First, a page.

The domain controller of a domain should be set to a reliable time source. All machines in the domain will get the current time from the domain controller. To correct this:
- Determine which machine is the PDC with the command: netdom query fsmo
- Log in to the PDC Server and open the command prompt.
- Stop the W32Time service: C:>net stop w32time
- Configure the external time sources, type: C:> w32tm /config /syncfromflags:manual /manualpeerlist:”0.pool.ntp.org,1.pool.ntp.org,2.pool.ntp.org”
- Make the PDC a reliable time source for the clients. Type: C:>w32tm /config /reliable:yes
- Start the w32time service: C:>net start w32time
- The windows time service should begin synchronizing the time. You can check the external NTP servers in the time configuration by typing: C:>w32tm /query /configuration (for windows 2003, XP or older use Net time /querysntp
- Check the Event Viewer for any errors.
- Verify inside of services that the Windows Time Service is set to start automatically or automatic/delayed. If set to manual or disabled, set to automatic.
For machines that are not in a domain, repeat steps 3-9, but skip step 5
Machines with incorrect times will have problems with authentication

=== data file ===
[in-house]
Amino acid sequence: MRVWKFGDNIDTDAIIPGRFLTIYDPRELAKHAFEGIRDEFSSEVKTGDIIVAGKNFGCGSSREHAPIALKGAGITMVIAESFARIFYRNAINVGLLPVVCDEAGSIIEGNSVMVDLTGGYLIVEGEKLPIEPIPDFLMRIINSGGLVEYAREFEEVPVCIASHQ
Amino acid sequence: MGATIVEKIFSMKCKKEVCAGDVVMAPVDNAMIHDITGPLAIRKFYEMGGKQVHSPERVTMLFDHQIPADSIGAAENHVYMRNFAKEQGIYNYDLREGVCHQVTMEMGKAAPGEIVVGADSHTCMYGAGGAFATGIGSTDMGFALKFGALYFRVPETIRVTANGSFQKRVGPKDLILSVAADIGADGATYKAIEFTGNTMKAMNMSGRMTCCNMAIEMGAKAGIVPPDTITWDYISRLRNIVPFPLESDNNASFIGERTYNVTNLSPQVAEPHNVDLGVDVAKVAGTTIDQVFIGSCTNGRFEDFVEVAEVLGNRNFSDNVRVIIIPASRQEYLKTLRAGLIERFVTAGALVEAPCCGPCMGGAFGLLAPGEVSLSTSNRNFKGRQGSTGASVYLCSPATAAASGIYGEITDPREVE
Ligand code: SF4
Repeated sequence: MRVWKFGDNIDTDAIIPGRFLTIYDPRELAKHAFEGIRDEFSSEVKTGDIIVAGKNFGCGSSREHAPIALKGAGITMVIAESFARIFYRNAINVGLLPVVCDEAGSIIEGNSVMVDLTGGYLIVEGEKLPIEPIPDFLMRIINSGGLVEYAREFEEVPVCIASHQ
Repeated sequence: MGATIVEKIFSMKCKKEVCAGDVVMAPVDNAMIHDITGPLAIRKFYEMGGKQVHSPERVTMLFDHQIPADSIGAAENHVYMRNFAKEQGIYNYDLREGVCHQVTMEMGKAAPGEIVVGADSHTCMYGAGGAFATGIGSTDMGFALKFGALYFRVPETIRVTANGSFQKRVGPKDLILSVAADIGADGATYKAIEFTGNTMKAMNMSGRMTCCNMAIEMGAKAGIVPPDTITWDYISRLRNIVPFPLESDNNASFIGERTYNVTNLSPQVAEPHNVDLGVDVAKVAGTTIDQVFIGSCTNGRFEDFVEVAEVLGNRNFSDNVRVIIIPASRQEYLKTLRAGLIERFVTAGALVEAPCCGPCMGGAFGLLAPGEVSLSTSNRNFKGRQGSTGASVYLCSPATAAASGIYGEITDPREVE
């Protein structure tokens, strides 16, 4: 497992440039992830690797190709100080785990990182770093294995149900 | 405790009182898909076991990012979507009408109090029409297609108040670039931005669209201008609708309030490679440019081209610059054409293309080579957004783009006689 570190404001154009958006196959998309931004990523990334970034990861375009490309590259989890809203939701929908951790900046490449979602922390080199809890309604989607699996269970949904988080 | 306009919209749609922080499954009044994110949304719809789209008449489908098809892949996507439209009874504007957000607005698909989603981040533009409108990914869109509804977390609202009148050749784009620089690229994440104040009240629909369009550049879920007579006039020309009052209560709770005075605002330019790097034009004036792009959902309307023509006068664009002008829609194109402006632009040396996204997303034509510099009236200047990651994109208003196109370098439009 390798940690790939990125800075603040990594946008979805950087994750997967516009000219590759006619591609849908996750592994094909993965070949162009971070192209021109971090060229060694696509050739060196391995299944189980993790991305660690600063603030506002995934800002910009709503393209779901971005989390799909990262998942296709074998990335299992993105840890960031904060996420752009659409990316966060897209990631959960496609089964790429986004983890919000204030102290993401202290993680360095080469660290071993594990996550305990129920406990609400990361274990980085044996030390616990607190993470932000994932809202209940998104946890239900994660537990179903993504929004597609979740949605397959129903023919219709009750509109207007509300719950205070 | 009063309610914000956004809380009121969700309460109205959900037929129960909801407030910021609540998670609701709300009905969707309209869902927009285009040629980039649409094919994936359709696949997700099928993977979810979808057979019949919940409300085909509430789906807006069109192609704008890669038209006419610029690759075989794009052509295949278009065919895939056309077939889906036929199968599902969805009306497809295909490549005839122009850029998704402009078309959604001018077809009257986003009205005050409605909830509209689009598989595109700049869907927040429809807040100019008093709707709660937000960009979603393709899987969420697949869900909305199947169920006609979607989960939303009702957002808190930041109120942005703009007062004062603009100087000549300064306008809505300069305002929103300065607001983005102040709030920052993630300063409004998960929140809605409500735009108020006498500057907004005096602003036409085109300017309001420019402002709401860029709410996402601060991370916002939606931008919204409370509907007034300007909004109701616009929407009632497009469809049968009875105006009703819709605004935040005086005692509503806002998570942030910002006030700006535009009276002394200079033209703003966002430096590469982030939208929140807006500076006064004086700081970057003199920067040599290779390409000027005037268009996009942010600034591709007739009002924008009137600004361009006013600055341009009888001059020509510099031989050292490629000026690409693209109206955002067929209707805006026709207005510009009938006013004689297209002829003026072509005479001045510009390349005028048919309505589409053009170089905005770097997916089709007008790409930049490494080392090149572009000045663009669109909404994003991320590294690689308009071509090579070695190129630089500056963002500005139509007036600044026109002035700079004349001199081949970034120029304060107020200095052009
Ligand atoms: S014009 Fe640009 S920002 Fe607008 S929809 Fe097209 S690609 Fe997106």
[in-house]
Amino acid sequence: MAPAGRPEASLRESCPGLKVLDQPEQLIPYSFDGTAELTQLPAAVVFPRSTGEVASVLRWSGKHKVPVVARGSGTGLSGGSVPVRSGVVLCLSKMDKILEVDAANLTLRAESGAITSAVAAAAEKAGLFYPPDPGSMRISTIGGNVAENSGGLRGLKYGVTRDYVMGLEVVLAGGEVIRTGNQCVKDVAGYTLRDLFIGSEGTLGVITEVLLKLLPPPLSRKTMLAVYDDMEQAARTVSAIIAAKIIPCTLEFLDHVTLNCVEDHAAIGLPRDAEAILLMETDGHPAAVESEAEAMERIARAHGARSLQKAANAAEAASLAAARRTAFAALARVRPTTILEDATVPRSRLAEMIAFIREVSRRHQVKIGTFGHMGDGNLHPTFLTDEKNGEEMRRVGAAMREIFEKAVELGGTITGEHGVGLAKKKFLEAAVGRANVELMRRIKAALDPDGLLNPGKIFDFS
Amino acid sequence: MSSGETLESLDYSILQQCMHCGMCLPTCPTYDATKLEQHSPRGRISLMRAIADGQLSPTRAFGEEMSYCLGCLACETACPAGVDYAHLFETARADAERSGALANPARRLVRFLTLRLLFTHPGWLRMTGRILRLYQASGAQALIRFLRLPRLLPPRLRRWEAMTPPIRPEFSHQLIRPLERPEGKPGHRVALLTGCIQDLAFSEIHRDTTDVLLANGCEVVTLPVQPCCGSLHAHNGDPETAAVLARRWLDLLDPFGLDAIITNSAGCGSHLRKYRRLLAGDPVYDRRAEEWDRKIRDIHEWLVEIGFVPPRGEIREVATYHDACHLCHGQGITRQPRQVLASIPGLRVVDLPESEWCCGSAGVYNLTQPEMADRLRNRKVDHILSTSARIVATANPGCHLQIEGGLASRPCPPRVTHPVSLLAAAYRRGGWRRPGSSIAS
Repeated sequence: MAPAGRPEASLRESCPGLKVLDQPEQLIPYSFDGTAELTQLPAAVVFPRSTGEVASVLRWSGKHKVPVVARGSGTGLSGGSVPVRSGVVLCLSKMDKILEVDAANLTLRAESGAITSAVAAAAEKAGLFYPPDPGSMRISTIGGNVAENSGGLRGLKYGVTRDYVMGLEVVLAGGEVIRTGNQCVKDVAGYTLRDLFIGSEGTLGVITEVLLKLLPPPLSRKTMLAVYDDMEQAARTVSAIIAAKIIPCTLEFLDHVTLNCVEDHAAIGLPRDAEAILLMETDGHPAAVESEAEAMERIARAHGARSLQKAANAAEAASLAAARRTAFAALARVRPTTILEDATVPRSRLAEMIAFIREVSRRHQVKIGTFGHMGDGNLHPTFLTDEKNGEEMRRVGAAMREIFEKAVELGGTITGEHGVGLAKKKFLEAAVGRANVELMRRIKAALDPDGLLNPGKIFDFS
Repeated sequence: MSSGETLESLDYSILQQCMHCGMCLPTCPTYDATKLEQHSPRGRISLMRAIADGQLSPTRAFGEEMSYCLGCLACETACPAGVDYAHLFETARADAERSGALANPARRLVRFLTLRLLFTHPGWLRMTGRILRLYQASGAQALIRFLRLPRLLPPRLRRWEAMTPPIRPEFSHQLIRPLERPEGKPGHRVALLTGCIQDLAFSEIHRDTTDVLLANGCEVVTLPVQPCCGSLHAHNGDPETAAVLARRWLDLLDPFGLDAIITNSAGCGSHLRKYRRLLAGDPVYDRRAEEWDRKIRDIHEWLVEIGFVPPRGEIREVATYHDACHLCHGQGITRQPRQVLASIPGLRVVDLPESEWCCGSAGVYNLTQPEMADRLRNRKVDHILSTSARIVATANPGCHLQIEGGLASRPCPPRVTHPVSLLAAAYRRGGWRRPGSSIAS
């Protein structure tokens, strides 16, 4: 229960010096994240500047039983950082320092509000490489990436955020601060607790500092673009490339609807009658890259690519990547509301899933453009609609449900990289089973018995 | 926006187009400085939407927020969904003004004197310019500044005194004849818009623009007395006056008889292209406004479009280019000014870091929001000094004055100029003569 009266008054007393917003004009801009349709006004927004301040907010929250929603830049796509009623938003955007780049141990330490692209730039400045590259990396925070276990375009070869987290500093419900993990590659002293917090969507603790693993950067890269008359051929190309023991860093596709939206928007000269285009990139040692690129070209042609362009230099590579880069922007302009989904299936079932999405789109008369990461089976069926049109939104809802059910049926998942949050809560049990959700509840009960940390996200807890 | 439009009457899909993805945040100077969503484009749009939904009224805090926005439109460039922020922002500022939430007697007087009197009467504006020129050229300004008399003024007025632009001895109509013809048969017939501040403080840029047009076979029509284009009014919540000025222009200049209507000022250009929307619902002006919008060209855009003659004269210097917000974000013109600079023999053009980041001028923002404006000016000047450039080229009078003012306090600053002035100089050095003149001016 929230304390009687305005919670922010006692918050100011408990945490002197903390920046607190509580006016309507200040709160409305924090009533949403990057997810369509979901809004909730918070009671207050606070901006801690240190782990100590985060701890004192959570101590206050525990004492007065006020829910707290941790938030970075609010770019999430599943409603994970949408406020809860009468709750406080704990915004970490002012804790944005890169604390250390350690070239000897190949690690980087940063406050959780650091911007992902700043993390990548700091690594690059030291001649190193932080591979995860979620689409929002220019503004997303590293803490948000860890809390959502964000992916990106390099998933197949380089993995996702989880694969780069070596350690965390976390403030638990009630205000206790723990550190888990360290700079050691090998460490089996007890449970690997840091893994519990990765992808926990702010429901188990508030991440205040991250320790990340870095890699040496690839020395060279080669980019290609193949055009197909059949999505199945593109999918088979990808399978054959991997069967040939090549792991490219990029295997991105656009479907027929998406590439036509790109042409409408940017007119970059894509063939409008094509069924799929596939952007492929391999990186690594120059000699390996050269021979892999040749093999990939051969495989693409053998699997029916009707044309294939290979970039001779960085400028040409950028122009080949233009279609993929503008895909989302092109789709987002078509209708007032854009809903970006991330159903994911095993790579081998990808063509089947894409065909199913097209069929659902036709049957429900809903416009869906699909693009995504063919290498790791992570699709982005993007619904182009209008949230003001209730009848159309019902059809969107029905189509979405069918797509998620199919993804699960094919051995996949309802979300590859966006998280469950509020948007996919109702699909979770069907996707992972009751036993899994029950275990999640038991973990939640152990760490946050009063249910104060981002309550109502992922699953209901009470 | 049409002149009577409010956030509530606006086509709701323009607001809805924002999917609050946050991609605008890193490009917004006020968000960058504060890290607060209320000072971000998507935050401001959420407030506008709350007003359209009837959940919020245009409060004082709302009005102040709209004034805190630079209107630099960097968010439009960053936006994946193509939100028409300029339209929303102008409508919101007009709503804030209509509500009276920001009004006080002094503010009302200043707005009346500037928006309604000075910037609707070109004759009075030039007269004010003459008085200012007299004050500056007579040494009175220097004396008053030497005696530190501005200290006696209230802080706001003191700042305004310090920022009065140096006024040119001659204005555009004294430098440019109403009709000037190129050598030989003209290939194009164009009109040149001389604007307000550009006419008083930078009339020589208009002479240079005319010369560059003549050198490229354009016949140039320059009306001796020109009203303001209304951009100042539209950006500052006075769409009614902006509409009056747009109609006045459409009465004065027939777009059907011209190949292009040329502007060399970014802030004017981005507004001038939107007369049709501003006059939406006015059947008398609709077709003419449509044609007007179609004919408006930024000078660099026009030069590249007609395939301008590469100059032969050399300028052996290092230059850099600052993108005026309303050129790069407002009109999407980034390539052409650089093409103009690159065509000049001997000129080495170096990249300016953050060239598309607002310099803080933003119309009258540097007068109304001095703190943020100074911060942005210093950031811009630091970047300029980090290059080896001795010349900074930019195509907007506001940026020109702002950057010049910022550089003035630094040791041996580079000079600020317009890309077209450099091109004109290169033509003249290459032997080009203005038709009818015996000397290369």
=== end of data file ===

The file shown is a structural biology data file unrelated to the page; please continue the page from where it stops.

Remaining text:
Example on a Windows 2016 domain controller
Microsoft Windows [Version 10.0.14393] (c) 2016 Microsoft Corporation. All rights reserved. C:\Windows\system32>net stop w32time The Windows Time service is stopping. The Windows Time service was stopped successfully. C:\Windows\system32>w32tm /config /syncfromflags:manual /manualpeerlist:"0.pool.ntp.org,1.pool.ntp.org,2.pool.ntp.org" The command completed successfully. C:\Windows\system32>w32tm /config /reliable:yes The command completed successfully. C:\Windows\system32>net start w32time The Windows Time service is starting. The Windows Time service was started successfully.
Windows 2000 W32Time service
Configuration parameters for the W32Time service are now stored in the registry (since at least Windows 2000, Service Pack 4, and perhaps earlier). You can change the settings either via the command line or by editing the registry directly. Either way, you must be logged on as the Administrator to change the time source.
Windows uses a simplified version of the Network Time Protocol (NTP), which is called SNTP, so you will notice references to both NTP and SNTP here and in the Microsoft documentation.
To give commands to Windows on the command line you can either use the mouse to pull down Start -> Programs -> Accessories -> Command Prompt, or you can select Start -> Run… and enter “command” as the file to open. Remember, you must be the Administrator.
To see the current time server setting give the command
net time /querysntp
To set the time server give a command like
net time /setsntp:time.apple.com
Once you change the server you should restart the time service with the command
net stop w32time && net start w32time
This information was extracted from Microsoft Support Knowledge Base article 216734: “ How to configure an authoritative time server in Windows 2000